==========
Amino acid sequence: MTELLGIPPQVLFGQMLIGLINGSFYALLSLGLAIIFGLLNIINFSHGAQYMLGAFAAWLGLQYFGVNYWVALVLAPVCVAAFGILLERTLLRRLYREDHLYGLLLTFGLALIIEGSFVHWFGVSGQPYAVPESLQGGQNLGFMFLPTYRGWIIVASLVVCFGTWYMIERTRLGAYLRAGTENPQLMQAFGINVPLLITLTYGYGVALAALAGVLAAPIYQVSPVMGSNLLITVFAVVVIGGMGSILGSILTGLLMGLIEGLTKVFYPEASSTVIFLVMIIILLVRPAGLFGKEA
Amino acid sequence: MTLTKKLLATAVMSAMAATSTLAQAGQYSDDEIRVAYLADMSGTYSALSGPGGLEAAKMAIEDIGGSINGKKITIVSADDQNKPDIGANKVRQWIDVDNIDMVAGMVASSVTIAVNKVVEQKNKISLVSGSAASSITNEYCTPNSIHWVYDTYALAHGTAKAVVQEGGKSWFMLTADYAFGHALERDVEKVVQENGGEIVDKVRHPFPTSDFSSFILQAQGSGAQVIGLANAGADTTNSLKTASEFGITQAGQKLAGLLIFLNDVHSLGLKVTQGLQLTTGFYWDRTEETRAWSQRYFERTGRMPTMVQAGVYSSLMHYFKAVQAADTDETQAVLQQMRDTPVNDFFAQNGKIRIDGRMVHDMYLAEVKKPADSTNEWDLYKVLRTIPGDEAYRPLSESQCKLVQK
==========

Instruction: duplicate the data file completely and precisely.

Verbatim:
Amino acid sequence: MTELLGIPPQVLFGQMLIGLINGSFYALLSLGLAIIFGLLNIINFSHGAQYMLGAFAAWLGLQYFGVNYWVALVLAPVCVAAFGILLERTLLRRLYREDHLYGLLLTFGLALIIEGSFVHWFGVSGQPYAVPESLQGGQNLGFMFLPTYRGWIIVASLVVCFGTWYMIERTRLGAYLRAGTENPQLMQAFGINVPLLITLTYGYGVALAALAGVLAAPIYQVSPVMGSNLLITVFAVVVIGGMGSILGSILTGLLMGLIEGLTKVFYPEASSTVIFLVMIIILLVRPAGLFGKEA
Amino acid sequence: MTLTKKLLATAVMSAMAATSTLAQAGQYSDDEIRVAYLADMSGTYSALSGPGGLEAAKMAIEDIGGSINGKKITIVSADDQNKPDIGANKVRQWIDVDNIDMVAGMVASSVTIAVNKVVEQKNKISLVSGSAASSITNEYCTPNSIHWVYDTYALAHGTAKAVVQEGGKSWFMLTADYAFGHALERDVEKVVQENGGEIVDKVRHPFPTSDFSSFILQAQGSGAQVIGLANAGADTTNSLKTASEFGITQAGQKLAGLLIFLNDVHSLGLKVTQGLQLTTGFYWDRTEETRAWSQRYFERTGRMPTMVQAGVYSSLMHYFKAVQAADTDETQAVLQQMRDTPVNDFFAQNGKIRIDGRMVHDMYLAEVKKPADSTNEWDLYKVLRTIPGDEAYRPLSESQCKLVQK